Take a closer look at negative motivation vs. positive motivation:
Negative: “You’re fat because you eat too many donuts,”
Positive: “Choosing healthier foods will help you reach your goals faster,”
The difference between negative motivation and positive motivation is day and night.
You need a firm and kind partner who will speak life into you or your worst day, not yell at you and insult you.
A good coach or accountability partner will provide a balance of firmness and compassion.
3. Know Your Whys!
When it comes to being physically fit or losing weight, you have to know your whys. If you are struggling with overeating, talk to a coach or a therapist (if you have more serious issues that need to be addressed) who can help you figure out the root causes.
This will allow you to have a plan in place and to change your behavior gradually. Rome wasn’t built in a day. You cannot lose a gazillion pounds in a week when it took months or even years to gain the weight.
Understand that change or transformation is a process! You are in this for the long haul. There are no quick fixes. Changes must occur at the root. When weight loss is approached this way, it is easier to maintain your loss.
Having limited mobility due to my back injury and sciatica caused me to appreciate simple things like going for a short walk. If you have a fitness goal, take baby steps!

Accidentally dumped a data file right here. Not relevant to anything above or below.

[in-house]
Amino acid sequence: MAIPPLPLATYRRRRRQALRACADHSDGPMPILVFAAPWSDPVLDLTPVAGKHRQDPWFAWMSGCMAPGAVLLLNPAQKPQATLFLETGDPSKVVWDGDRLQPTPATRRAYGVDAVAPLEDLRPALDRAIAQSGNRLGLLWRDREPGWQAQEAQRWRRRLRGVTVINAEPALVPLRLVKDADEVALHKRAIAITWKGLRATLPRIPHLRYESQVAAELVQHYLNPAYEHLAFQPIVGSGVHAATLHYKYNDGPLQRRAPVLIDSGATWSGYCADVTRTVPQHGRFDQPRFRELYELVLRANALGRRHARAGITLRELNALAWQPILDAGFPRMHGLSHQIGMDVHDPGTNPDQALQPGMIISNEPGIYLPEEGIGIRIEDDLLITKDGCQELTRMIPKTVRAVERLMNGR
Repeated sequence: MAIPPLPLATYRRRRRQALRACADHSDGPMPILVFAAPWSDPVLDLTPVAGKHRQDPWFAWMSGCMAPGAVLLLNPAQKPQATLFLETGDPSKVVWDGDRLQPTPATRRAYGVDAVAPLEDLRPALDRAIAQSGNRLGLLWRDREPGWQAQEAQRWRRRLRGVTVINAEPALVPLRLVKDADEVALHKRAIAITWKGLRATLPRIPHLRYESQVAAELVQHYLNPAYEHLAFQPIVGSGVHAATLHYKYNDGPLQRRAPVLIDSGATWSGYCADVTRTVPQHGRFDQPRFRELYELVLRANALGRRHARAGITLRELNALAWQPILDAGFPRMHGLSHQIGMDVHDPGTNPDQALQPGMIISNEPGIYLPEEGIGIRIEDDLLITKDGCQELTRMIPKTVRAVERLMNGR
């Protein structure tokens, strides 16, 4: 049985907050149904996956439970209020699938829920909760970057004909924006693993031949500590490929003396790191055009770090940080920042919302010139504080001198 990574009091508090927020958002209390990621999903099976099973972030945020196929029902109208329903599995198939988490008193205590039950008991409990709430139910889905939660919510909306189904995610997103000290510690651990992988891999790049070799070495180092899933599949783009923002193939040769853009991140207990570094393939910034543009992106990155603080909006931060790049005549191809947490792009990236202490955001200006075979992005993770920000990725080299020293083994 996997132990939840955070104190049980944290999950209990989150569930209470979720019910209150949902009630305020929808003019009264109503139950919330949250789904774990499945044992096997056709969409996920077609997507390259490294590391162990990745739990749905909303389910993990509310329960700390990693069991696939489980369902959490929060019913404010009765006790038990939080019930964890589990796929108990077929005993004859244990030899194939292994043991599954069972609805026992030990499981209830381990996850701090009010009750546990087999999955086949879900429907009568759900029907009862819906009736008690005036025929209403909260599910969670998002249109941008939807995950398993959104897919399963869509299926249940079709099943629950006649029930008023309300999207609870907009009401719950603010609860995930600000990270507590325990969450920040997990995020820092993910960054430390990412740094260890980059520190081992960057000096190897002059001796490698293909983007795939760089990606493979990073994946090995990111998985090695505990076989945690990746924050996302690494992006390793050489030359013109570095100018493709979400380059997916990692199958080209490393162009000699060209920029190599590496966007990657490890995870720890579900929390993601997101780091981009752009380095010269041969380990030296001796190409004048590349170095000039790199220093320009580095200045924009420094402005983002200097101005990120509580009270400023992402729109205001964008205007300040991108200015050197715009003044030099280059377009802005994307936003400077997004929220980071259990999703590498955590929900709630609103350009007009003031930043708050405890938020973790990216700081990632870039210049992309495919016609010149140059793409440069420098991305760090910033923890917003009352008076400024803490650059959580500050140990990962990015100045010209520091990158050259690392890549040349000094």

It’s unrealistic to think you can look like a fitness model after a few weeks of going to the gym.
Ask yourself why you want to lose weight and why you want to be physically fit. Be real with yourself. If you want to lose weight or become fit because you don’t love yourself, that won’t change when you meet those goals.
Learn to love yourself even if that takes professional assistance from a therapist. Loving yourself will spur healthy habits.
Be kind to yourself. Give yourself grace and patience. That’s what God does.
Disclaimer: Most people write about weight loss and physical health after they have mastered their goals in these areas. If you haven’t noticed by now, I’m not like most people!😂 I am writing while on the journey, a journey that has had stops, starts, and pauses along the way. But It’s MY JOURNEY, just like it’s YOUR JOURNEY. And God is always with you! So say “yes” to loving you by becoming a healthier version of yourself.
Until Next Time,
GROW YOU. GOD’S WAY.